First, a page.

At present, the majority of my mental power is (or, at least, should be) on urban farming in Senegal. But, because I’d like my eventual career trajectory to concern the US food system and how we can make it more sustainable, I try to keep my attention focused, if only marginally, on US food system dynamics. There’s so much going on that it’s hard to keep up, but I try.
I first started getting interested in food systems when I was a Peace Corps Volunteer in Senegal (1992-96). When I came home, I got my Master’s in Agroecology and Sustainable Systems. At the time, in the late 90’s, it seemed like there was a quickly growing awareness of how sick our food system had become. If I remember right, ‘organic’ was still not a mainstream term, and spring salad mix was considered weird. Back in those days, a ‘salad’ in a lot of places was still mostly iceberg lettuce.
Things have changed a lot in the last ten years. I’ve been reading various blogs and various organizational positions. Most of the people who feel strongly about the food system seem to take a position that more regulation will be needed to fix it. I am not in that camp, however, and tend to think that too much regulation and government intervention is what has created such a sick food system, which I’ve discussed in another blog entry. This article is the latest thing I’ve read on food system reform, and contends that reform isn’t even possible because people have to work too much. Eh. I’m not convinced.
First off, I disagree with the basic premise of the article that food system reform isn’t happening. Despite the government’s advocacy of the agri-industrial complex, I think we are in the midst of a major food system reform. That these changes are taking place is not because industry and government are willing to change the terms, but because people are actually taking the food system back. People everywhere seem to be taking a greater interest in where their food comes from. Community Supported Agriculture, for example, is still growing according to Local Harvest. There are more and more young people who are choosing farming as a career, and the number of farmers’ markets continues to grow throughout the US.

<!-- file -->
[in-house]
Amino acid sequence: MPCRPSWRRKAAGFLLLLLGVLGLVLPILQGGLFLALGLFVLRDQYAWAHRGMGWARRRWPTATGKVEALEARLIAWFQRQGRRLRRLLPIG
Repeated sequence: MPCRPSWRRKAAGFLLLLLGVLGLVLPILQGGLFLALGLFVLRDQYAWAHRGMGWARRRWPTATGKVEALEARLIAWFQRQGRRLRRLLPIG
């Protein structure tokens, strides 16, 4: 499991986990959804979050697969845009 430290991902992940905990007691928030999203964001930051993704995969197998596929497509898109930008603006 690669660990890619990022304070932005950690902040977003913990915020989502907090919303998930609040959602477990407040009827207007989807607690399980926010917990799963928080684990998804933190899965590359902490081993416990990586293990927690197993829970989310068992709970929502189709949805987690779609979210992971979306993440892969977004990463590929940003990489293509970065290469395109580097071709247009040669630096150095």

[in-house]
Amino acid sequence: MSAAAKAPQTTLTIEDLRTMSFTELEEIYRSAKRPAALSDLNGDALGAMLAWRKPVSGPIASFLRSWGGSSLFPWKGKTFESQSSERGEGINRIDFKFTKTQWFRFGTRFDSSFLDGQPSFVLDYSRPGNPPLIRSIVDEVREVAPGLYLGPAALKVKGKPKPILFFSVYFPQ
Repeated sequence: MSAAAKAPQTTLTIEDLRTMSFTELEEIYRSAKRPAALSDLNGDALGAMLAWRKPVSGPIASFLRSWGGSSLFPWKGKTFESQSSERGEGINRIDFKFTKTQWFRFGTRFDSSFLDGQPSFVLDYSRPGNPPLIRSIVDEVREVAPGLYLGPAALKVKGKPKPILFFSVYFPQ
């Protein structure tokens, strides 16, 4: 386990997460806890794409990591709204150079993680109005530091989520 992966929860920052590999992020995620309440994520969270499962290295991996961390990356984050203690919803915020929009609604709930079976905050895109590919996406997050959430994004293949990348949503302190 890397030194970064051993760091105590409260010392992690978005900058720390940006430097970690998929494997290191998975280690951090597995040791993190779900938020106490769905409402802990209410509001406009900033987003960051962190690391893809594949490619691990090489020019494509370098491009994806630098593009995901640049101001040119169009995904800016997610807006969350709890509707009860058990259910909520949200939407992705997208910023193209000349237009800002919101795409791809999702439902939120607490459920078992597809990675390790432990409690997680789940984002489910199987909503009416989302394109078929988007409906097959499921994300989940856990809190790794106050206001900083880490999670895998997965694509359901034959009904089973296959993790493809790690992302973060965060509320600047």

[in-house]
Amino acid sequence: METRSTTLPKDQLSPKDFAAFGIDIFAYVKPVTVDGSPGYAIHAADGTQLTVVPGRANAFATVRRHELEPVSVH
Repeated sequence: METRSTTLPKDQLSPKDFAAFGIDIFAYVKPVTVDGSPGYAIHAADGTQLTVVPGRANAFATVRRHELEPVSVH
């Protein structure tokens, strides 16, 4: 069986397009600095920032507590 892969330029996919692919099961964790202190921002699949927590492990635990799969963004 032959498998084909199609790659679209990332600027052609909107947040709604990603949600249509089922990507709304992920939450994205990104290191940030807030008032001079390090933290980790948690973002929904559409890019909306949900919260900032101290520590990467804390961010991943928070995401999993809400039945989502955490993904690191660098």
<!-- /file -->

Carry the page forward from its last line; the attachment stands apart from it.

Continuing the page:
Secondly, blaming poor eating habits on a lack of time is a cop out. I'm a single mom who works and is writing a dissertation. I plan menus and find recipes that are quick, easy, inexpensive and which use actual primary ingredients, i.e. food, rather than food-like industrial products. It is a matter of priorities.
Lastly, if it isn't already screamingly obvious, no one should wait for the government to implement a 'better' food system. We all used to be more responsible for our food system and for feeding ourselves. Then, government policies and programs effectively transferred control of the food system to industry. It seems to me that the continuing growth of CSAs, homegardens, and farmers' markets means that people are taking it back. What we have to be careful of is government trying to put the kibosh on it.